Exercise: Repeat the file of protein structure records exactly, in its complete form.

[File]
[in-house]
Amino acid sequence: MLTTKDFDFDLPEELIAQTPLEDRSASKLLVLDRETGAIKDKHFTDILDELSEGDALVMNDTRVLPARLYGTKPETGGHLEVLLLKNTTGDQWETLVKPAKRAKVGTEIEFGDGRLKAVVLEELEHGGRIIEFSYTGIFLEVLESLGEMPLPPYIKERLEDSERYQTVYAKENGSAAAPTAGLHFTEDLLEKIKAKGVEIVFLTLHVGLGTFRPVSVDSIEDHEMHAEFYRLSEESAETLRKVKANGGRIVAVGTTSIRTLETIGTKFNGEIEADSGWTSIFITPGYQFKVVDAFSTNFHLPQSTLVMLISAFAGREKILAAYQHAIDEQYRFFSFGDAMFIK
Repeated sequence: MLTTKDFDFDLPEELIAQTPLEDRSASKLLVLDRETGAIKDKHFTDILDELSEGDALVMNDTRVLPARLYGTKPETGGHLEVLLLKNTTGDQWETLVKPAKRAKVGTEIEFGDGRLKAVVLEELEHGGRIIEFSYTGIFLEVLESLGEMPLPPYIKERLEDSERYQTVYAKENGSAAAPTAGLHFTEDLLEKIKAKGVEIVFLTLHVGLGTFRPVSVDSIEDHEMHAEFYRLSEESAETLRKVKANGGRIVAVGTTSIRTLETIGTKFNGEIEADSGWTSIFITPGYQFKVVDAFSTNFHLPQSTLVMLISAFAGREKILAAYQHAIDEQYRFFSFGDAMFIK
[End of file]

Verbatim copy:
[in-house]
Amino acid sequence: MLTTKDFDFDLPEELIAQTPLEDRSASKLLVLDRETGAIKDKHFTDILDELSEGDALVMNDTRVLPARLYGTKPETGGHLEVLLLKNTTGDQWETLVKPAKRAKVGTEIEFGDGRLKAVVLEELEHGGRIIEFSYTGIFLEVLESLGEMPLPPYIKERLEDSERYQTVYAKENGSAAAPTAGLHFTEDLLEKIKAKGVEIVFLTLHVGLGTFRPVSVDSIEDHEMHAEFYRLSEESAETLRKVKANGGRIVAVGTTSIRTLETIGTKFNGEIEADSGWTSIFITPGYQFKVVDAFSTNFHLPQSTLVMLISAFAGREKILAAYQHAIDEQYRFFSFGDAMFIK
Repeated sequence: MLTTKDFDFDLPEELIAQTPLEDRSASKLLVLDRETGAIKDKHFTDILDELSEGDALVMNDTRVLPARLYGTKPETGGHLEVLLLKNTTGDQWETLVKPAKRAKVGTEIEFGDGRLKAVVLEELEHGGRIIEFSYTGIFLEVLESLGEMPLPPYIKERLEDSERYQTVYAKENGSAAAPTAGLHFTEDLLEKIKAKGVEIVFLTLHVGLGTFRPVSVDSIEDHEMHAEFYRLSEESAETLRKVKANGGRIVAVGTTSIRTLETIGTKFNGEIEADSGWTSIFITPGYQFKVVDAFSTNFHLPQSTLVMLISAFAGREKILAAYQHAIDEQYRFFSFGDAMFIK